First, it is important to understand current practice patterns. Is there overutilization or underutilization of PAC facilities and home health use? In communities where there is high SNF usage, and lower home health usage, it may be possible to substitute home health services for SNF services and have more patients go directly home and not stay in the SNF.
Medicare Advantage plans often have these data and can share them with hospitals, SNFs, home health agencies and physician groups to encourage further evaluation of the causes of the current patterns of utilization and what can be done to improve it.
Another important opportunity is to create alignment between hospitals and the PAC facilities and home health agencies in their community. This allows for selection of higher performing facilities and home health agencies, and the selection and use of preferred PAC provider networks has been shown to reduce readmissions and improve care transitions by allowing hospitals to provide better communication and coordination of care, and the SNFs and home health agencies are better able to manage patients and reduce readmissions.
Financial alignment is also important. PAC facilities and home health agencies are still paid on a fee for service basis that offers greater revenue for performing more services. Moving them toward a more value-based approach that offers financial rewards for improved length of stay, reduced readmission rates, and better patient experience scores can help to offset lost fee for service revenue and engage them in quality improvement activities and staffing changes if needed.
The higher quality facilities and home health agencies tend to also attract greater volume over time, which offers more revenue and multiplies the rewards of providing higher quality care.
Transitions in care, from hospital to SNF, or hospital to home, or SNF to home, are potential clinical failure points, where errors can occur that increase the likelihood of readmission. Identifying patients at risk of readmission and using additional care management resources to smooth the transitions can improve care coordination and reduce readmissions.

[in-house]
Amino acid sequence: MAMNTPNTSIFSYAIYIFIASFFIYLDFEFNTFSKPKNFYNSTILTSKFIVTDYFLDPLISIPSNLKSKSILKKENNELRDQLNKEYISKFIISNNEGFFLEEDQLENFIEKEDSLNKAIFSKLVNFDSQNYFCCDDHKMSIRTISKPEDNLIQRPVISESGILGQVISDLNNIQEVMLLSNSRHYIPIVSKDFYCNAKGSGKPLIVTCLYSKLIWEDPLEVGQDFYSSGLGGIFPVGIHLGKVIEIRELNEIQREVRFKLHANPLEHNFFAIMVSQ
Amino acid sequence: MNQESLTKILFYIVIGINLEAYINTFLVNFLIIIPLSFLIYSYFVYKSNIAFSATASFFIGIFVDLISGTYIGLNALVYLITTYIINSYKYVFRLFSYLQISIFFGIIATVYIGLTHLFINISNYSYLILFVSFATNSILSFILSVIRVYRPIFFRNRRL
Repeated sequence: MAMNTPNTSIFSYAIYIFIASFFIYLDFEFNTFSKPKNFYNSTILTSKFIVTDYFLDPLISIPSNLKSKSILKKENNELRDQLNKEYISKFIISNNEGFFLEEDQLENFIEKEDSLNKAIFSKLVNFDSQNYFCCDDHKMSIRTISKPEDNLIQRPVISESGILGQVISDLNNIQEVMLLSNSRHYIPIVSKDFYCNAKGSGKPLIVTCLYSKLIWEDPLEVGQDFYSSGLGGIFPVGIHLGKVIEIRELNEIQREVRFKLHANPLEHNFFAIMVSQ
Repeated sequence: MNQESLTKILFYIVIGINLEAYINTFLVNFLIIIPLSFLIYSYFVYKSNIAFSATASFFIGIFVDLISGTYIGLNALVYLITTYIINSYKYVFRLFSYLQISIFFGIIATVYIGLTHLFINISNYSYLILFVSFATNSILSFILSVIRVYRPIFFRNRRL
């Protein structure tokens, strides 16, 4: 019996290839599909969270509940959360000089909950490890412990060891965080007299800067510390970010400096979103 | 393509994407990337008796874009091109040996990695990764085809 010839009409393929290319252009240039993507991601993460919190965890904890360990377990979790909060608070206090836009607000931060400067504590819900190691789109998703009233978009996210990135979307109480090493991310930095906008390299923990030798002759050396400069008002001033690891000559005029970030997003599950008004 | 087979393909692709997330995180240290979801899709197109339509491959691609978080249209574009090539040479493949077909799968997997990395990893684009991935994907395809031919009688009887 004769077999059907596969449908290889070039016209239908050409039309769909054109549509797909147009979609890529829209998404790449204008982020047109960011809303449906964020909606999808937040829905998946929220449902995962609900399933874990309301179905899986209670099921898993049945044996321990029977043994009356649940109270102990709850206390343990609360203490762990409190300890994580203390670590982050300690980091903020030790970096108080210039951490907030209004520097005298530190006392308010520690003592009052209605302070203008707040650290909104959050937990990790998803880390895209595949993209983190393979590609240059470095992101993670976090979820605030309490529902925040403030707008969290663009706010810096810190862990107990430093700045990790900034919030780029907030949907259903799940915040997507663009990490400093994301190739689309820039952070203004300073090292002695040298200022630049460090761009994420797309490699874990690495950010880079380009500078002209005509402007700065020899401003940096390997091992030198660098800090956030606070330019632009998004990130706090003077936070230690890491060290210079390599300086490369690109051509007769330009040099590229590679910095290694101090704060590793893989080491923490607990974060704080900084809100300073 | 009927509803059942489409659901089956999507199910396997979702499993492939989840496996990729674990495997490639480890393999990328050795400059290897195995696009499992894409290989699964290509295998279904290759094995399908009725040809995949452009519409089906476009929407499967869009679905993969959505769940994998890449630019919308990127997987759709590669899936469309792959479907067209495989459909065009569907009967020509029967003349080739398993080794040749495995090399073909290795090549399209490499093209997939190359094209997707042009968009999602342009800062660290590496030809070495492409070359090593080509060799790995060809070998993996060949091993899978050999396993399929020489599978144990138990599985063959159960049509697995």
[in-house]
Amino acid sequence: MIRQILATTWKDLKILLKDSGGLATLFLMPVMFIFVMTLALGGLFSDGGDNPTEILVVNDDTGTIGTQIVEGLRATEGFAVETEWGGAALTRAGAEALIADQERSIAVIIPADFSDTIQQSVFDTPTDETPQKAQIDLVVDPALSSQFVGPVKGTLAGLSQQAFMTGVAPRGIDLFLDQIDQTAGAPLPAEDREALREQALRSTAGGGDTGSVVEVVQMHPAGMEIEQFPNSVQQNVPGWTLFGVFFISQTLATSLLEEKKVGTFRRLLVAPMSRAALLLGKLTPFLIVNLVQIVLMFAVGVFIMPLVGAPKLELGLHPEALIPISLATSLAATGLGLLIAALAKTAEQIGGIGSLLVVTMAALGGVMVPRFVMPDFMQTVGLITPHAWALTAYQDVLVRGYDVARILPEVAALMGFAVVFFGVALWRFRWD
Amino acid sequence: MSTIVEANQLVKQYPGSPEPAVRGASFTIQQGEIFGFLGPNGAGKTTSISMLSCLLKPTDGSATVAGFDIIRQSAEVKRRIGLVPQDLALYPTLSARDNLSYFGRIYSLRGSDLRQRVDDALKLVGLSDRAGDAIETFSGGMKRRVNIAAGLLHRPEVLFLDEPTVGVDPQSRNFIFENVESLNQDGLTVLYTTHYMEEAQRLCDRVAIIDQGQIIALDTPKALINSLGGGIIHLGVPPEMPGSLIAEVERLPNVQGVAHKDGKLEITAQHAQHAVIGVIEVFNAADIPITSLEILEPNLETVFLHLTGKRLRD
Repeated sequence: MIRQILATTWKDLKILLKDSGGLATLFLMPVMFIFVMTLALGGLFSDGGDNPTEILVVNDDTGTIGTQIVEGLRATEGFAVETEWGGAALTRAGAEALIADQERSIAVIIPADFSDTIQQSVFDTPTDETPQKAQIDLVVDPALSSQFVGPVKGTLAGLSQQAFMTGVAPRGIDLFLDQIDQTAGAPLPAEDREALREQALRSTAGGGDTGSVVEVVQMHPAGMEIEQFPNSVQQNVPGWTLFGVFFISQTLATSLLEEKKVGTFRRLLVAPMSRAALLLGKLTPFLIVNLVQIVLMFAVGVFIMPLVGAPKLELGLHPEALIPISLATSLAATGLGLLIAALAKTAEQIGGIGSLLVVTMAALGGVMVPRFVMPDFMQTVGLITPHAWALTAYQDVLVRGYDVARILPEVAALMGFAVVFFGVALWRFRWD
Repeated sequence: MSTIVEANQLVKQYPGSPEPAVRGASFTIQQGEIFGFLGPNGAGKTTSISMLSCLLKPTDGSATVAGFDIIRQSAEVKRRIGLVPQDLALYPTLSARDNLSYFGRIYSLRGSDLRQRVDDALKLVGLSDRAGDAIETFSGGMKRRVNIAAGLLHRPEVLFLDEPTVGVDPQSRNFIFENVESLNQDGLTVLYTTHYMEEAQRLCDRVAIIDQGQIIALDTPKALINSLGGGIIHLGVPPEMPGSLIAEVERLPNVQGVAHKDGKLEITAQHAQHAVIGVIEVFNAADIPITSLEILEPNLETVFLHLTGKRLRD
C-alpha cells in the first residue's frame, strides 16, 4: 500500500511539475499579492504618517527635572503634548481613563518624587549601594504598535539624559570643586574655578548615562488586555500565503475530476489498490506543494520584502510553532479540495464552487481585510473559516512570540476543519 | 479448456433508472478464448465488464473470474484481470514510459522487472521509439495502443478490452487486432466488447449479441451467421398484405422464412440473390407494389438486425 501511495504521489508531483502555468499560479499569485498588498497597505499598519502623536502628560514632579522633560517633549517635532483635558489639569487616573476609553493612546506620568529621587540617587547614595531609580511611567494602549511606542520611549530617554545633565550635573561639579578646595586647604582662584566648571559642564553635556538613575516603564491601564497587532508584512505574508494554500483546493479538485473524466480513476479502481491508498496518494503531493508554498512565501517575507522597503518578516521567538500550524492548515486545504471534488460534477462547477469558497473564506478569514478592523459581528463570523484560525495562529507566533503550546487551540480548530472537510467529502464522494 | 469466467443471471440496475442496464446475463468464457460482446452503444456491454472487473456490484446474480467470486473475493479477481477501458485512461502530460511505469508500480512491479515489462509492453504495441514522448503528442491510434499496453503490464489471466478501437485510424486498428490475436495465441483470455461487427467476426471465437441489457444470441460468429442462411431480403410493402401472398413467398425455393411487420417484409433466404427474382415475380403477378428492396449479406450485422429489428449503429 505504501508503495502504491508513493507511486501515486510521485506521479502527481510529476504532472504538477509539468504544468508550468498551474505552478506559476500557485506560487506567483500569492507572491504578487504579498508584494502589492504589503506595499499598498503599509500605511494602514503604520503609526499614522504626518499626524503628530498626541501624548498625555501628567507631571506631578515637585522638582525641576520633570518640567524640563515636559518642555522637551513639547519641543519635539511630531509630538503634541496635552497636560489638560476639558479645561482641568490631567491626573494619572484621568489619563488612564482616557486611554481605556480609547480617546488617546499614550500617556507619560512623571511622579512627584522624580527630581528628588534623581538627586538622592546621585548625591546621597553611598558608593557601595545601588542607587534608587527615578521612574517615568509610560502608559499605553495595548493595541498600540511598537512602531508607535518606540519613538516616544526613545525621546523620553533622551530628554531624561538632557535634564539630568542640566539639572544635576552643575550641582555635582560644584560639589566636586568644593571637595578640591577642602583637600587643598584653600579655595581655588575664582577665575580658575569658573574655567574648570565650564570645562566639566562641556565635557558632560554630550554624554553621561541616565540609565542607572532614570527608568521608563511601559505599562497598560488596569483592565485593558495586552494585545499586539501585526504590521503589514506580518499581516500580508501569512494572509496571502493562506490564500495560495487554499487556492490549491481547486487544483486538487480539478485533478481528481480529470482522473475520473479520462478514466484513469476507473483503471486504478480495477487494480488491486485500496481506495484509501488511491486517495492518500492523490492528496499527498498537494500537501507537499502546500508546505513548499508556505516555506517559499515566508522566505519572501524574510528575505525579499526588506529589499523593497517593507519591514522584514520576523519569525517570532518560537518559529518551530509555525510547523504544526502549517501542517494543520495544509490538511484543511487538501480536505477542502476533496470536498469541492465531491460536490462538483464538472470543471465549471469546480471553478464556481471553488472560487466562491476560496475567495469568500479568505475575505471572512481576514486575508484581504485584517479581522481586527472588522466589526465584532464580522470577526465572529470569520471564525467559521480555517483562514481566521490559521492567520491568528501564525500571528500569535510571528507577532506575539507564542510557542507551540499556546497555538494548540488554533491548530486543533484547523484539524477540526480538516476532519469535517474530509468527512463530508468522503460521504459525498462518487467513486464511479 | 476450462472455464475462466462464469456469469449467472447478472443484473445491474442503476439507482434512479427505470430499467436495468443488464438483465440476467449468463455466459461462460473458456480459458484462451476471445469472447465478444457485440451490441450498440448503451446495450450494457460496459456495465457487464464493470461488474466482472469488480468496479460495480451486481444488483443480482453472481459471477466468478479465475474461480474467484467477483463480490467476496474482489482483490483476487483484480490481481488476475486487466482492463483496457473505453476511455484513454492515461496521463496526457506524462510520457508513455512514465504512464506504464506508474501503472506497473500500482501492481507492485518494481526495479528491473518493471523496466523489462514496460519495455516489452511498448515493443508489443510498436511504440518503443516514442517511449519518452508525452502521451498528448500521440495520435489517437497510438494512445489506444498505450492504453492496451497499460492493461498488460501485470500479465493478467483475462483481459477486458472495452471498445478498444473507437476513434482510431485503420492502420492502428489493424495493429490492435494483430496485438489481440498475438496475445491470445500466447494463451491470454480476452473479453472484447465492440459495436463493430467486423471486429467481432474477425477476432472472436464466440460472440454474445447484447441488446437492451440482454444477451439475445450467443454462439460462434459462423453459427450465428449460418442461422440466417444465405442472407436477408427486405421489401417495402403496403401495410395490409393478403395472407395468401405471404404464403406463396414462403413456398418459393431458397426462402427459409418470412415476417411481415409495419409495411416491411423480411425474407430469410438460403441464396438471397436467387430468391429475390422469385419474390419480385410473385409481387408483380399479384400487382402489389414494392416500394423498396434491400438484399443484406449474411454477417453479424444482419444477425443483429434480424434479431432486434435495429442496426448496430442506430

Care managers working in hospitals and SNFs can collaborate with discharge planning teams to ensure coordination of services after discharge, and higher quality transitions of care. Transition coaches who work with patients discharged home can help patients create healthcare goals for their first 30 days after discharge and ensure that patients keep follow-up appointments, have the proper medications and are tied into any needed community resources.
Providing a data-driven approach to selecting the next level of care also can help. One recent study from Emily A. Gadbois and colleagues at Brown University found that the only information most patients and families considered when choosing a SNF was location and proximity to their home.
Medicare’s new policy of requiring hospitals to share information about SNF quality of care in addition to a list of names and locations of SNFs should help address this gap.
There is a significant opportunity to reduce wasteful healthcare expenditures by better managing PAC service use and the process used at hospitals to determine which patients get what kinds of services. Key steps in improving the efficiency of PAC service utilization include: providing data about PAC services to hospitals, patients and their families who are deciding what is needed after discharge; increasing use of home health services for patients who can benefit from additional support while transitioning home; working with selected PAC service providers to improve quality and patient experience; and providing care managers and transition coaches to ensure safe and successful discharge home.
 Benchmark data obtained from commercial vendor
 CareCentrix analysis of Health Plan claims data
Michael Cantor, MD, JD, is Chief Medical Officer at CareCentrix.